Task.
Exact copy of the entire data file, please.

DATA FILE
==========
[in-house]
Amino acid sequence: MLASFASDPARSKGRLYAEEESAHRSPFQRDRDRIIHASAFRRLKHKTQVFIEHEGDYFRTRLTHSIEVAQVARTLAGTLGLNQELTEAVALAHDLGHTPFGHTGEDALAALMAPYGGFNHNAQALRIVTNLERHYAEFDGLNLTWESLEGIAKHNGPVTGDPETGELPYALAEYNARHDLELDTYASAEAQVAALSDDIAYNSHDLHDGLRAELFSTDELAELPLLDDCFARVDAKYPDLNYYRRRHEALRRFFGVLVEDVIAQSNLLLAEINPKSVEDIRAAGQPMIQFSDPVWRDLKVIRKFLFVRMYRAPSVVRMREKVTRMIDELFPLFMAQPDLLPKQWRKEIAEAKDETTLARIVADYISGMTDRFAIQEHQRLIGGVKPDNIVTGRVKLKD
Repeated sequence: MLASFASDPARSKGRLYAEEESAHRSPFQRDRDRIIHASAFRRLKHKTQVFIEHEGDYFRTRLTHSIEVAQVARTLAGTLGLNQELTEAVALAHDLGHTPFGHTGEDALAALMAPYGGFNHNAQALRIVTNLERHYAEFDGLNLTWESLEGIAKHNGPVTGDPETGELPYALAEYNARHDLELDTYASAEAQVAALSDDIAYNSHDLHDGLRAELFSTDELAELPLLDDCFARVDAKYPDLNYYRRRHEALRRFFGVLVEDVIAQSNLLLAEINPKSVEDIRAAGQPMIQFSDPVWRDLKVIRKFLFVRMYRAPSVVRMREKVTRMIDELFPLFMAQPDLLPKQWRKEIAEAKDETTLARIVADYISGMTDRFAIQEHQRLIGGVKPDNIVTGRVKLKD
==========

[in-house]
Amino acid sequence: MLASFASDPARSKGRLYAEEESAHRSPFQRDRDRIIHASAFRRLKHKTQVFIEHEGDYFRTRLTHSIEVAQVARTLAGTLGLNQELTEAVALAHDLGHTPFGHTGEDALAALMAPYGGFNHNAQALRIVTNLERHYAEFDGLNLTWESLEGIAKHNGPVTGDPETGELPYALAEYNARHDLELDTYASAEAQVAALSDDIAYNSHDLHDGLRAELFSTDELAELPLLDDCFARVDAKYPDLNYYRRRHEALRRFFGVLVEDVIAQSNLLLAEINPKSVEDIRAAGQPMIQFSDPVWRDLKVIRKFLFVRMYRAPSVVRMREKVTRMIDELFPLFMAQPDLLPKQWRKEIAEAKDETTLARIVADYISGMTDRFAIQEHQRLIGGVKPDNIVTGRVKLKD
Repeated sequence: MLASFASDPARSKGRLYAEEESAHRSPFQRDRDRIIHASAFRRLKHKTQVFIEHEGDYFRTRLTHSIEVAQVARTLAGTLGLNQELTEAVALAHDLGHTPFGHTGEDALAALMAPYGGFNHNAQALRIVTNLERHYAEFDGLNLTWESLEGIAKHNGPVTGDPETGELPYALAEYNARHDLELDTYASAEAQVAALSDDIAYNSHDLHDGLRAELFSTDELAELPLLDDCFARVDAKYPDLNYYRRRHEALRRFFGVLVEDVIAQSNLLLAEINPKSVEDIRAAGQPMIQFSDPVWRDLKVIRKFLFVRMYRAPSVVRMREKVTRMIDELFPLFMAQPDLLPKQWRKEIAEAKDETTLARIVADYISGMTDRFAIQEHQRLIGGVKPDNIVTGRVKLKD